Growing potatoes in tires can be quite simple and here are my instructions how to do it and have a bumper crop. You get a chance to do some recycling and vertical gardening all together.
Depending on the size of the tires, I first wash them. If they are small enough for me to get them in my pickup truck, I’ll take them to a car wash and wash them under pressure
with soap then rinse with water. Inside the tire and outside as well, making sure the tread is free from road grim and grit.
You’ll want to set the tire away from an prevailing winds to keep their foliage from getting wind damage. Make sure the spot you select will be free of most foot traffic and out
of the way of activities to avoid the set-up from being knocked over. Press down any growth on the ground such as clover or grass, and lay a thick mat of saturated newspapers over the grass or area which you will be setting tire over. Over this, put down 2 nice layers of cardboard: one long ways, the other cross ways: you can cut the cardboard away AFTER you position the tires on top of the cardboard. The newspaper will soon deteriorate into the soil, but the cardboard hangs around for awhile, giving added protection against weeds and grass that would come up into the tire.
Whether or not you trim away the rim of the top tire is your decision. Some tires I do trim, others I do not. The bigger the tire is, the more likely I am to trim away the
sidewall up to its tread. (This is just my own way of doing things).
Wet the cardboard down really good then start stuffing newspapers, leaves, straw, corncobs, sawdust or whatever you have that will absorb moisture into the inner rim
of the tires so when rains come, the organic material will take up the excess moisture and hold it till the plants need it the most: moisture will “wick” away from the inner rim into the main tire container area.
Once the rim is packed with such materials you have on hand or can obtain at no cost to you or for little cost, crumble your topsoil, potting soil and cover the cardboard with 3 or 4 soil inches of this mixture, then seat your potato seeds into that mixture. I always add a dusting of hardwood ashes I’ve kept from the wood stove over the potatoes. Potash is very good for root crops.
Once your potatoes are in place, dusted with wood ash, cover with a layer (not pressed down) of straw, shredded newspapers, compost, or whatever mulch you’ll be using, then cover the top hole with a piece of glass, Plexiglas, or you can rig clear plastic over the top if you have nothing else to use. Glass and/or Plexiglas is ever so much easier on you the gardener, than using the plastic cover is. Because the bed must be watered weekly unless rainfall measures 1-inch. You never want the soil to dry out, and potatoes (sweet and Irish) need a lot of water to return you a bumper crop.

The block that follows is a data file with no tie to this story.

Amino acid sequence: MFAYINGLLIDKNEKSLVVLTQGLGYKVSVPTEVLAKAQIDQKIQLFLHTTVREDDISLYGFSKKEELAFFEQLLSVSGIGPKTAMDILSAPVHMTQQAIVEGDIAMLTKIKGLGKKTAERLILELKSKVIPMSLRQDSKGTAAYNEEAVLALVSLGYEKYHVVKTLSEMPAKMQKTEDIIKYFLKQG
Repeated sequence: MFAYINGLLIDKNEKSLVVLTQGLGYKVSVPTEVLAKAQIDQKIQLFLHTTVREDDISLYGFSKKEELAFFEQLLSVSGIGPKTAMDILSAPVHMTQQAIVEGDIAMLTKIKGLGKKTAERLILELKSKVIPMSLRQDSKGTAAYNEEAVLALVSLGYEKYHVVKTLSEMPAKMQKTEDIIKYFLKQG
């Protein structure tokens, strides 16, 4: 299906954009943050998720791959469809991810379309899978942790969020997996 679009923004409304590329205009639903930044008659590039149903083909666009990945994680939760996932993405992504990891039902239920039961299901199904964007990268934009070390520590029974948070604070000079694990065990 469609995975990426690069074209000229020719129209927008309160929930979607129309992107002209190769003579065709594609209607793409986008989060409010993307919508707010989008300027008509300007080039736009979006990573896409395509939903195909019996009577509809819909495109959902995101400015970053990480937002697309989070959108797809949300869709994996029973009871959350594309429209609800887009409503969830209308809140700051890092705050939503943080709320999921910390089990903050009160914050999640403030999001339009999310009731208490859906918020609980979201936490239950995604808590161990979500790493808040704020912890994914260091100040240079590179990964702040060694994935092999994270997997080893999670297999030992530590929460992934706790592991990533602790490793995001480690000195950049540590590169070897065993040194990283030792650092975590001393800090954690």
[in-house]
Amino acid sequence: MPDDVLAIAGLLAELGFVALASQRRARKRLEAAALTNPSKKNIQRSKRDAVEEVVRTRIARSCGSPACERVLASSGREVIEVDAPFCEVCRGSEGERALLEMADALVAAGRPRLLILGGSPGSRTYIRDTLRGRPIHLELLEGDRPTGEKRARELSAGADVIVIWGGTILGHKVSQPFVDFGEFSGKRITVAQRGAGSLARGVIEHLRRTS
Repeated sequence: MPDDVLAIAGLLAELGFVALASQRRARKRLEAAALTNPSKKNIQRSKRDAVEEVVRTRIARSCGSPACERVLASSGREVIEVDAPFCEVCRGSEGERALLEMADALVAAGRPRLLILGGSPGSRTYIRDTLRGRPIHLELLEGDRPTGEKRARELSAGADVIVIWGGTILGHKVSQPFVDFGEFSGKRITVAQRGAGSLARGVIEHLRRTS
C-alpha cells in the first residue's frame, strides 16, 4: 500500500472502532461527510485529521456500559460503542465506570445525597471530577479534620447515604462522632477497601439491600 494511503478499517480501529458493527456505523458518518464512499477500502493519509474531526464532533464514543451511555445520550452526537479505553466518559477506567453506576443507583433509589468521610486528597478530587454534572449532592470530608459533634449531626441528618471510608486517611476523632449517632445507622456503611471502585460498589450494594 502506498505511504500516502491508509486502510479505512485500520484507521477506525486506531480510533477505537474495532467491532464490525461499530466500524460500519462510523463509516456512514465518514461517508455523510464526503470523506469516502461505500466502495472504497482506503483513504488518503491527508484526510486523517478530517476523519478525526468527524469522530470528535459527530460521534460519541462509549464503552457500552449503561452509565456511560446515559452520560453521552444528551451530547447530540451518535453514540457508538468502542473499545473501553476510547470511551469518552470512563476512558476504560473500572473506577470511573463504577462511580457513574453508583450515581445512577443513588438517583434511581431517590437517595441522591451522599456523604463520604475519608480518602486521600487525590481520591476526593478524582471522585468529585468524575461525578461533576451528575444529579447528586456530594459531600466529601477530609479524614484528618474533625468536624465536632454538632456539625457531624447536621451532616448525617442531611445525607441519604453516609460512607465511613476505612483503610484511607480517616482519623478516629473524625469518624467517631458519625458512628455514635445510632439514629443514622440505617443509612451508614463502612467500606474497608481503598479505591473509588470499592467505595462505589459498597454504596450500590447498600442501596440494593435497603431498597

Irish potatoes need only 4-inches of top growth. When your tater vines/plants reach 6-inches tall, it’s time to add a 2-inch layer of mulch, and snug it up around the potato plant stems. When it’s time, add another tire on top of the first one. And just keep adding mulch, water, and tires until the stack grows 5-6 tires tall. You may need to drive a wooden stay on 2 or 3 sides of the tires so they won’t blow over when storms come, or when you brush against them, or dogs hit them while chasing a ball, or once night temps no longer offer a chance of frost, you can omit the glass top: if you have who might eat the tater vine, you can use an old window screen instead of the glass top. And when the temps get around or above 80 degrees, put a layer of newspaper around the upper edge of the top most tire: this will to deflect heat away from the tire and preserves inner moisture as well.
The first blooms that form, I pinch off. This pours more growth to the roots which is what you’ll harvest anyhow. The 2nd set of blooms, I allow to form and soon after the vines will begin to dry and become mulch. You can “dig” your taters by removing one tire at a time. If you’ll prepare another tire spot before unloading your tater tire, as soon as you remove one tire, you can roll it over on top of the cardboard spot you’ve just made beside your tater tire, and by the time your potatoes are all lying out on the ground, you’ll have another tater tower built ready to plant into again to make another crop of late fall taters to harvest just before a hard freeze hits your area…depending, of course, on just what area that is.
Troy Brooks is the Managing Director for MyHeirloomSeeds.com Heirloom Seed Company. Together with his family they have been homesteading, raising livestock and living Off-Grid on their Ranch in West Texas. He is also a Certified Master Herbalist and enjoys living a Self-Sufficient lifestyle for more than 20 years.